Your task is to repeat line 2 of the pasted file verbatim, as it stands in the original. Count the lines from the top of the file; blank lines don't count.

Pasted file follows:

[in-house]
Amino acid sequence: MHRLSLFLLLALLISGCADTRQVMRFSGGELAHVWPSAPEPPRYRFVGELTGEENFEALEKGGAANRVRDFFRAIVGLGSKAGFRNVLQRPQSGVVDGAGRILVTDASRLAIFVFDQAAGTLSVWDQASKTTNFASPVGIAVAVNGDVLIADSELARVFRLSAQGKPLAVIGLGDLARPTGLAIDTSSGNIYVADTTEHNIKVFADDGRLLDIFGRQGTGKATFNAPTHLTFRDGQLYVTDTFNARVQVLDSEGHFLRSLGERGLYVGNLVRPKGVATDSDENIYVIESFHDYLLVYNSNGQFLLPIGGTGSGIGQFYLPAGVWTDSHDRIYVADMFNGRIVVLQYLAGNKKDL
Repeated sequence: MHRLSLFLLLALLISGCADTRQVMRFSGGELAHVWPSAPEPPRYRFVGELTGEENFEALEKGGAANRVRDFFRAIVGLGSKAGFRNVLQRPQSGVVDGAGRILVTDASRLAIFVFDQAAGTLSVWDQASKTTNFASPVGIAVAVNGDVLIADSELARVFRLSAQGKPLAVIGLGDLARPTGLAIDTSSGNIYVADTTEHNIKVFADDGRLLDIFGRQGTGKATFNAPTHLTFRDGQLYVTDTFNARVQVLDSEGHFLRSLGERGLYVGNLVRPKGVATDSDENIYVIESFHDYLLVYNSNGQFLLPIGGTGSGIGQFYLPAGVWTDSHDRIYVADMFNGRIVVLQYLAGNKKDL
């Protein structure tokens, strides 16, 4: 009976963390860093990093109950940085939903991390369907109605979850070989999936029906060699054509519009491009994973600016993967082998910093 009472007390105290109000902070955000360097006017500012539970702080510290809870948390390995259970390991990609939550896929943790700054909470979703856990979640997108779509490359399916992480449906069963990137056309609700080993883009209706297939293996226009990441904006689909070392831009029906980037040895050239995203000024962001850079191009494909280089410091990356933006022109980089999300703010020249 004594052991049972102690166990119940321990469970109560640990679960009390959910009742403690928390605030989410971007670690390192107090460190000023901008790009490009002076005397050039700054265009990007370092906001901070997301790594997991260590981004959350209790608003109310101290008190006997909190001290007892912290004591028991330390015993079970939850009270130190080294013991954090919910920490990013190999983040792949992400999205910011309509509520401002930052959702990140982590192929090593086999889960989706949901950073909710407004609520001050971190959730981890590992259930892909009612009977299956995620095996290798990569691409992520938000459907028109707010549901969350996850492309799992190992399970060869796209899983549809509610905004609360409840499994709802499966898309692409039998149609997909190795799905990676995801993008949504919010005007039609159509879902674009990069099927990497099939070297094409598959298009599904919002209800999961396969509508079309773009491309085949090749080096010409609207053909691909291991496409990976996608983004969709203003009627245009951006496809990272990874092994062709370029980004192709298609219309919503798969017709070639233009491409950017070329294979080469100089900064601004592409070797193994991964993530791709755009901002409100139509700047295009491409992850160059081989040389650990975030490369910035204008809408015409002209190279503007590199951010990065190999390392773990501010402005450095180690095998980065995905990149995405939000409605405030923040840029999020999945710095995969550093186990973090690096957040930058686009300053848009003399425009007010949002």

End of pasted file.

Amino acid sequence: MHRLSLFLLLALLISGCADTRQVMRFSGGELAHVWPSAPEPPRYRFVGELTGEENFEALEKGGAANRVRDFFRAIVGLGSKAGFRNVLQRPQSGVVDGAGRILVTDASRLAIFVFDQAAGTLSVWDQASKTTNFASPVGIAVAVNGDVLIADSELARVFRLSAQGKPLAVIGLGDLARPTGLAIDTSSGNIYVADTTEHNIKVFADDGRLLDIFGRQGTGKATFNAPTHLTFRDGQLYVTDTFNARVQVLDSEGHFLRSLGERGLYVGNLVRPKGVATDSDENIYVIESFHDYLLVYNSNGQFLLPIGGTGSGIGQFYLPAGVWTDSHDRIYVADMFNGRIVVLQYLAGNKKDL